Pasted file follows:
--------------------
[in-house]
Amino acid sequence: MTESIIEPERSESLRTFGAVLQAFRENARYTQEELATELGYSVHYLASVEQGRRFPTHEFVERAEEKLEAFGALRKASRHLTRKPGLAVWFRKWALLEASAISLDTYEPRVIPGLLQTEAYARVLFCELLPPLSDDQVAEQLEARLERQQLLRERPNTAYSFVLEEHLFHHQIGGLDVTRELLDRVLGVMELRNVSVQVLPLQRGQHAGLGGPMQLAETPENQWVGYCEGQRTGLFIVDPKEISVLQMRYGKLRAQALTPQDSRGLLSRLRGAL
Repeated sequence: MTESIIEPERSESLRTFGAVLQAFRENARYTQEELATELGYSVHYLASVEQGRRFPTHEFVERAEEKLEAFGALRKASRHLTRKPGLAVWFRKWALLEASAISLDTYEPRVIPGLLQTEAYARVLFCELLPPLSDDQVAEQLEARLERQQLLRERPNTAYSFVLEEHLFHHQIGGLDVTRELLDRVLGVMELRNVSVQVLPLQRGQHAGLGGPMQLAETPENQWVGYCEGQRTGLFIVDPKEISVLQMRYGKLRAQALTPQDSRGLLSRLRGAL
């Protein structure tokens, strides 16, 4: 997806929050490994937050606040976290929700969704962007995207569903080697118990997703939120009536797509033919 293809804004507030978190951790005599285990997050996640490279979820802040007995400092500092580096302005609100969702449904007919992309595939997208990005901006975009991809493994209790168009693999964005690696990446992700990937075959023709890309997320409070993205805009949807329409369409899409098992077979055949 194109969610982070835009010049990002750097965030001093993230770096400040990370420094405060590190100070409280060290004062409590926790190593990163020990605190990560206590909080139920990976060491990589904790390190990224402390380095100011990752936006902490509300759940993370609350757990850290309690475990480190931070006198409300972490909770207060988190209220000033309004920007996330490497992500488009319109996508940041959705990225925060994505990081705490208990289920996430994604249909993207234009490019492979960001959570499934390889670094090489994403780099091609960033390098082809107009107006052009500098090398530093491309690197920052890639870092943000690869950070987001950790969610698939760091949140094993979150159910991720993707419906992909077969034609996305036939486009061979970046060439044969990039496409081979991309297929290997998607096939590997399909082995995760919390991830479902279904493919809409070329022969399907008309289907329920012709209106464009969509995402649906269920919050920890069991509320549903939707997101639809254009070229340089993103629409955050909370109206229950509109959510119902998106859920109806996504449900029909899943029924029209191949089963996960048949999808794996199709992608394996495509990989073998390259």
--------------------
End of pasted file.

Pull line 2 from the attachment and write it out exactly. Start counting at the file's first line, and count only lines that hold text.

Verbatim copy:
Amino acid sequence: MTESIIEPERSESLRTFGAVLQAFRENARYTQEELATELGYSVHYLASVEQGRRFPTHEFVERAEEKLEAFGALRKASRHLTRKPGLAVWFRKWALLEASAISLDTYEPRVIPGLLQTEAYARVLFCELLPPLSDDQVAEQLEARLERQQLLRERPNTAYSFVLEEHLFHHQIGGLDVTRELLDRVLGVMELRNVSVQVLPLQRGQHAGLGGPMQLAETPENQWVGYCEGQRTGLFIVDPKEISVLQMRYGKLRAQALTPQDSRGLLSRLRGAL